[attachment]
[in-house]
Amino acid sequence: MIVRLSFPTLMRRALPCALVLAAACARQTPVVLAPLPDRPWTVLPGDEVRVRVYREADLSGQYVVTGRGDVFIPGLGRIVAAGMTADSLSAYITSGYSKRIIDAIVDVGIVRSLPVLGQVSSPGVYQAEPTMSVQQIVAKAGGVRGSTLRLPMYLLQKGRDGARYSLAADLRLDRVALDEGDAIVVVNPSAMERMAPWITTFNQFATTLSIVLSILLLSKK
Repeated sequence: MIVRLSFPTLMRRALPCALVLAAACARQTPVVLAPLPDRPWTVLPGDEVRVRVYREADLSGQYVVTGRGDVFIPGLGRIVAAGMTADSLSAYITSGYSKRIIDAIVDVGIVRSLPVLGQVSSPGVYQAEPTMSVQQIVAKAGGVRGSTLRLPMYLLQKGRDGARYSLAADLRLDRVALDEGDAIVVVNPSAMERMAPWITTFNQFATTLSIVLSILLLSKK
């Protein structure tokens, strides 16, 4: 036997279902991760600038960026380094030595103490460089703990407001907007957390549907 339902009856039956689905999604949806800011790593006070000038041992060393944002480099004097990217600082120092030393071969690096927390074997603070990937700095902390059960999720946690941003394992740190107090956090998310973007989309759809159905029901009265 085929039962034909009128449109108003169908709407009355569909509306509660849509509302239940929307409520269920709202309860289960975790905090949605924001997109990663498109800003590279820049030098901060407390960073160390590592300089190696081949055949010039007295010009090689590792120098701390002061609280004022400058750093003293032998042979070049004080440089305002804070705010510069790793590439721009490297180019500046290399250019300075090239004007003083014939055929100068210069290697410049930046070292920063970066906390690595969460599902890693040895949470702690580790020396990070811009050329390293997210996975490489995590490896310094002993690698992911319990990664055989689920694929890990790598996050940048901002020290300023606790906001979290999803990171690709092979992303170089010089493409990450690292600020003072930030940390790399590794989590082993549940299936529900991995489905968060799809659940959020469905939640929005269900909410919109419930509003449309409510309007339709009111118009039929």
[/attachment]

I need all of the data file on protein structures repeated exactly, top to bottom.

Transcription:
[in-house]
Amino acid sequence: MIVRLSFPTLMRRALPCALVLAAACARQTPVVLAPLPDRPWTVLPGDEVRVRVYREADLSGQYVVTGRGDVFIPGLGRIVAAGMTADSLSAYITSGYSKRIIDAIVDVGIVRSLPVLGQVSSPGVYQAEPTMSVQQIVAKAGGVRGSTLRLPMYLLQKGRDGARYSLAADLRLDRVALDEGDAIVVVNPSAMERMAPWITTFNQFATTLSIVLSILLLSKK
Repeated sequence: MIVRLSFPTLMRRALPCALVLAAACARQTPVVLAPLPDRPWTVLPGDEVRVRVYREADLSGQYVVTGRGDVFIPGLGRIVAAGMTADSLSAYITSGYSKRIIDAIVDVGIVRSLPVLGQVSSPGVYQAEPTMSVQQIVAKAGGVRGSTLRLPMYLLQKGRDGARYSLAADLRLDRVALDEGDAIVVVNPSAMERMAPWITTFNQFATTLSIVLSILLLSKK
């Protein structure tokens, strides 16, 4: 036997279902991760600038960026380094030595103490460089703990407001907007957390549907 339902009856039956689905999604949806800011790593006070000038041992060393944002480099004097990217600082120092030393071969690096927390074997603070990937700095902390059960999720946690941003394992740190107090956090998310973007989309759809159905029901009265 085929039962034909009128449109108003169908709407009355569909509306509660849509509302239940929307409520269920709202309860289960975790905090949605924001997109990663498109800003590279820049030098901060407390960073160390590592300089190696081949055949010039007295010009090689590792120098701390002061609280004022400058750093003293032998042979070049004080440089305002804070705010510069790793590439721009490297180019500046290399250019300075090239004007003083014939055929100068210069290697410049930046070292920063970066906390690595969460599902890693040895949470702690580790020396990070811009050329390293997210996975490489995590490896310094002993690698992911319990990664055989689920694929890990790598996050940048901002020290300023606790906001979290999803990171690709092979992303170089010089493409990450690292600020003072930030940390790399590794989590082993549940299936529900991995489905968060799809659940959020469905939640929005269900909410919109419930509003449309409510309007339709009111118009039929």